Tag Archives: makered

The One Word Project

One of the challenges I faced this year in the Makerspace was that our classroom got double-booked for the second nine weeks during 7th period.  This meant my Principles of Applied Engineering Class met in a Spanish classroom – and the students who were eager to use large tools like the saws were disappointed at the temporary change in venue.  (We ended up doing a 3D Design project that nine weeks.) I knew when we returned to the Makerspace at the beginning of January that the students would not want to be put off any longer, and racked my brains the entire Winter Break for a project with a purpose that would finally allow them to explore the tools.

Our Makerspace is relatively new, set up in the school’s old Cosmetology classrooms, and it’s definitely a work in progress.  With upcoming renovations we will be getting another space, but we’ve been trying to make this one functional and inspirational in the meantime.  Other than tool storage, our walls are somewhat blank.  With that in mind, and everyone’s New Year’s Resolution tweets about their “One Word” for their year flooding my Twitter feed, the idea came to me that the students could practice using most of our tools while creating signs to hang up on the walls.

The students brainstormed words that they felt represented the Makerspace, and each group of 2-3 students chose a word.  They made construction paper prototypes of their signs, planning out the measurements of the letters and the plaques.  In the meantime, they did some flipped learning with online videos and safety tests for each of the tools they would be using.

All of the students used the table saw and miter saw to make their plaques.  I have to say that this is one of the most fulfilling aspects of my job.  Like me, many of these students are fearful before they use these powerful tools.  After watching a few people do it without chopping off any fingers, they hesitantly try.  Their smiles afterward remind me of my daughter’s reaction the first time I convinced her to ride roller coaster.  “Let’s do it again!”  The female students, especially, seem the most empowered after they finish.  There is a noticeable difference in their self-confidence as they continue with their projects – some of them asking to cut other people’s projects so they can repeat their experience.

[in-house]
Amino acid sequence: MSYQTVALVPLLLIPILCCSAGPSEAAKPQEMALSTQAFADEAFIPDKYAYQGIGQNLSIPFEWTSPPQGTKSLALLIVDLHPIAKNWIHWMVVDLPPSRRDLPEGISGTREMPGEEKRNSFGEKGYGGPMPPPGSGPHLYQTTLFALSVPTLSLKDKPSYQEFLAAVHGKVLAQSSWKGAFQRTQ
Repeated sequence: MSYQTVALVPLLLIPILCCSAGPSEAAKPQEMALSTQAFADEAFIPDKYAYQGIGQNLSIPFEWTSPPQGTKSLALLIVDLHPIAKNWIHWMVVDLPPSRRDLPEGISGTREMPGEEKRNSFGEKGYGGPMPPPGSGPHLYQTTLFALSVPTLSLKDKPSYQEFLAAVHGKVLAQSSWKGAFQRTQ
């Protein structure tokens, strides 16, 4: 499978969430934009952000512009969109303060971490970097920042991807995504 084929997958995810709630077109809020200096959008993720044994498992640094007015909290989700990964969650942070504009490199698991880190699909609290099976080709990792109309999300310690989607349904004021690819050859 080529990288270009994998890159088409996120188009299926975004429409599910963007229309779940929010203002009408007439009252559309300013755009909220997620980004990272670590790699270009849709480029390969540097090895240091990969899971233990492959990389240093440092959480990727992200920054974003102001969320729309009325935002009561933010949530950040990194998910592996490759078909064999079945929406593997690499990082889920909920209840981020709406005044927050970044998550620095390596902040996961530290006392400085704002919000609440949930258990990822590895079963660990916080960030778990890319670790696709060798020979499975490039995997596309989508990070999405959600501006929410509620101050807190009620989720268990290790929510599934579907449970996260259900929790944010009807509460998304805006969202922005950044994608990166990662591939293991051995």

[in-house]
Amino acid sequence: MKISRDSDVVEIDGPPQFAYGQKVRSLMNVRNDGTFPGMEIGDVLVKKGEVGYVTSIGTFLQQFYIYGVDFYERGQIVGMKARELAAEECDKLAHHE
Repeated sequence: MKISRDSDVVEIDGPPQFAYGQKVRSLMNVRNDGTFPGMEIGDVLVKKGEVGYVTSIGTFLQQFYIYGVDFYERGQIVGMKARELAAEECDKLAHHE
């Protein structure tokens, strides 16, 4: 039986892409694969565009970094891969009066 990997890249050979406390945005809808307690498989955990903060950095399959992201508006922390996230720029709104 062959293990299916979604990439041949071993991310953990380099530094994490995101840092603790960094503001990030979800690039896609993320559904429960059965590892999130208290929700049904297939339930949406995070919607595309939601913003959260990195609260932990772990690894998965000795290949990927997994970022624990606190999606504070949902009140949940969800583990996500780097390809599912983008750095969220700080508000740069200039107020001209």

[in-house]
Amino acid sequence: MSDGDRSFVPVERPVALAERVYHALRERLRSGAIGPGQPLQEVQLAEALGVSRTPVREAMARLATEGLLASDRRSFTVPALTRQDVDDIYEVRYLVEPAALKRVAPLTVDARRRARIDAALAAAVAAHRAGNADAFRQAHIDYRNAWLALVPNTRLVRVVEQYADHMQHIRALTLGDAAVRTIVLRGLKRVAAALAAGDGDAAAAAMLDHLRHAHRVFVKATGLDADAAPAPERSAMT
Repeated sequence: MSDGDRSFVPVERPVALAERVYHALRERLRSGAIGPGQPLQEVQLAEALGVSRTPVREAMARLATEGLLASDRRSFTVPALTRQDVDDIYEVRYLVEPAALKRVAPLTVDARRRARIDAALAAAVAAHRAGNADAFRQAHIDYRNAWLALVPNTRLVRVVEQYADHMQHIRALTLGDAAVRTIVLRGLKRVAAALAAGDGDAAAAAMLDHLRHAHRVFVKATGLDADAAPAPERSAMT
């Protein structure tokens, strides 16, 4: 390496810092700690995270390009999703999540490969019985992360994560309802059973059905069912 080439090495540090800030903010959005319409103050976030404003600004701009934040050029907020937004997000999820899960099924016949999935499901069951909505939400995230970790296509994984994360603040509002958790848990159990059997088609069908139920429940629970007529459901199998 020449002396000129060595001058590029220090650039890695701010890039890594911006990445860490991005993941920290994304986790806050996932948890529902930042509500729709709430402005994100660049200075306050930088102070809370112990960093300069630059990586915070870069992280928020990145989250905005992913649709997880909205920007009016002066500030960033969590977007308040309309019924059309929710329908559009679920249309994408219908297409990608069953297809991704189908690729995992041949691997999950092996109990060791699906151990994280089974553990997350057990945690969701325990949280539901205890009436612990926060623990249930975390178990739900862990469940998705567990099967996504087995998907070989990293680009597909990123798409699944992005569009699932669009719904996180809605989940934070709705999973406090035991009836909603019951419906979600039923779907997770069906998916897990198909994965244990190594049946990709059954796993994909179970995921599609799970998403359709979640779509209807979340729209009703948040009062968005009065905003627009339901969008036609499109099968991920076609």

Once the plaques were made, the students were required to learn how to use at least 3 out of 4 other tools for the more precise designs of their letters.  Each tool requires  different software for design, so that was a bit challenging.  The students could use: 3d printer, laser cutter, Silhouette cutter, or CNC mill.  I encouraged them to use different fonts and types of “stock” for each letter.  They could use acrylic, plywood, vinyl, cardstock, copper, aluminum, and filament. (Students could “earn” access to more expensive materials by meeting certain benchmarks on time.)

One of the cons of this project was that many students needed my help or supervision for different things at the same time.  If I do the project again, I will plan more “mini workshops” about the software and schedule times to use certain tools.  Another con was that our brand new CNC mill has a huge learning curve, and we lost a lot of time and material to mistakes. I think I’m finally learning its idiosyncrasies, so that shouldn’t be a huge problem in future projects.

Despite those issues, I felt really good about this project when we finished.  I decided not to assess the actual signs, or to give any kind of team grade.  Instead, students were assessed individually on their safety tests and on their final reflections of the design process.  These reflections, which required pictures of different stages of the project, will be included in the online portfolios our school is required, and were very informative about how much the students understood about problem-solving and learning from mistakes during a project.

Here is what one student wrote, after describing some of the challenges encountered during the project, “That was all fine because that is how life is. You never truly know what is going to happen next and it allowed me to think on my feet a little better and reevaluate my plans; it was a reality check between what was possible and what I could accomplish if absolutely nothing went wrong, which isn’t life. Life is messy and that is beautiful.”